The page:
Did I see the space station last night? Here’s what the International Space Station looks like from space above. But what does it look like from Earth? More specifically, what does it look like from my backyard deck on the South Dakota prairie on a late Sunday night? Well, here’s what got my curiosity spinning about all this…
I was out on our deck gazing at an amazing display of stars last night when I noticed something a bit odd. I first thought it was a plane; but it didn’t quite seem right. It was a small but fairly bright set of white lights (not blinking) that moved slowly across the sky in formation. They moved at roughly the speed an airplane would, as if each where a point on an oblique (irregular) triangle. First I wondered if it could be some sort of military jet formation on a practice run or something. I couldn’t hear any sound (other than a party a couple blocks down the street). As I watched the three lights move smoothly across the sky (I first noticed them roughly in the west/northwest sky, they moved to the east/southeast) they just seemed to hold that triangle formation too perfectly to be three jets. so I began to wonder if I was catching my first glimpse (at least the first one I realized what I was looking at) of the International Space Station. The whole sighting took less than a minute, and I saw it around 11:35-11:45 pm CST.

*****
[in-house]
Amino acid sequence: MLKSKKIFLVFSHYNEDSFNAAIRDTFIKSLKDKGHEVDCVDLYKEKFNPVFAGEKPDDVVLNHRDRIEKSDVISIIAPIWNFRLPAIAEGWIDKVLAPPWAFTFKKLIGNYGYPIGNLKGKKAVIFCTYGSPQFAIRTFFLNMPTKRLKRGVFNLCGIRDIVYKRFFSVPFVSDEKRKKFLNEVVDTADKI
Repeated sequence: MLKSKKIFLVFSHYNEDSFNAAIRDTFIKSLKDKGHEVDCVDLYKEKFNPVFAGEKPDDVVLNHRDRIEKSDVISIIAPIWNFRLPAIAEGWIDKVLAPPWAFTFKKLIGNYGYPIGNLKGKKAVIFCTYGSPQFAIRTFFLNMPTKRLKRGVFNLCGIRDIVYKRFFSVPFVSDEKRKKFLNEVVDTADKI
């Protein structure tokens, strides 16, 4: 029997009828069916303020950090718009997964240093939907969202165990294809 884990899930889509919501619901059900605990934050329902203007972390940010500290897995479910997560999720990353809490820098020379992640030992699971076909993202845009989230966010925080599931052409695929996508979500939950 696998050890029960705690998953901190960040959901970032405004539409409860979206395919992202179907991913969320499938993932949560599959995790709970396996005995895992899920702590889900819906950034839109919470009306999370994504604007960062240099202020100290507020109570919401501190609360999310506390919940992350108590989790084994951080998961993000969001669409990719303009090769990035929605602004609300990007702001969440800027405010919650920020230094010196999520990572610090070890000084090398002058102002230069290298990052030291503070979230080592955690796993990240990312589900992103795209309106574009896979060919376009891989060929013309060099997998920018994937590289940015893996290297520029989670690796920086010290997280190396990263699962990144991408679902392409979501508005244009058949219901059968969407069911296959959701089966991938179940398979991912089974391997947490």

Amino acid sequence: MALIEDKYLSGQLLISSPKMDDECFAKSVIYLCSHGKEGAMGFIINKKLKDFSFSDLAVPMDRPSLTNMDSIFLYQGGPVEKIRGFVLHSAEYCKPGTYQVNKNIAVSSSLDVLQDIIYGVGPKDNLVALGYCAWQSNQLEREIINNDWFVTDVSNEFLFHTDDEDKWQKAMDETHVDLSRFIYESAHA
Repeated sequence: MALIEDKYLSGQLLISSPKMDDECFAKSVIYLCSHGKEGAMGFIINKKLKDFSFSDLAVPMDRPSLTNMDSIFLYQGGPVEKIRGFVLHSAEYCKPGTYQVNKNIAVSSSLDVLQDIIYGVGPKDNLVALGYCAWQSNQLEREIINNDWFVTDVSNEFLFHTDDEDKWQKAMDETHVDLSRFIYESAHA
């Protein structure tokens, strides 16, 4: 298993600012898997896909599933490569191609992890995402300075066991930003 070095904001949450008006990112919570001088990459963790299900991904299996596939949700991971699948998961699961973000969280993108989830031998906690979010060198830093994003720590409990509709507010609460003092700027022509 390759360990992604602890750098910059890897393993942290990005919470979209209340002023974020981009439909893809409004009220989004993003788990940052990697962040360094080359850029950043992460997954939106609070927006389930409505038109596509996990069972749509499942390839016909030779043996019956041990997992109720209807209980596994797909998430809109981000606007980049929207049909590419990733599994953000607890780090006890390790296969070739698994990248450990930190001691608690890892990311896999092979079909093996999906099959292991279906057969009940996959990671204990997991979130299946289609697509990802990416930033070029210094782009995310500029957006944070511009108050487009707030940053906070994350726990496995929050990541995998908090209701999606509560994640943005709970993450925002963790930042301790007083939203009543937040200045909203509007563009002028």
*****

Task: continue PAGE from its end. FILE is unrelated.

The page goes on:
When I came inside I jumped online and did a little research on viewing the ISS from Earth. I found a whole bunch of stuff, including this site that tracks when the latest and next sighting will be from your zip code and time zone. It turns out it’s pretty easy to see the space station with the naked eye, and it does appear to be a solid white light that moves across the night sky at about the same speed as most jets. It also turns out the timing was just right for a sighting opportunity from my deck–it lines up with the timeframe the web site projected.
So, I haven’t found anything on viewing the ISS consistent with the triangle formation I witnessed, and it seems to me that I saw the lights in the wrong part of the sky. Can anybody help me figure out what I saw? Thanks in advance.
…Another cool little tid bit about the ISS: it’s clock ticks a bit slower than clocks on the Earth’s surface. You can read about how relativity and gravity play games with time here and here (physics geekery warning!).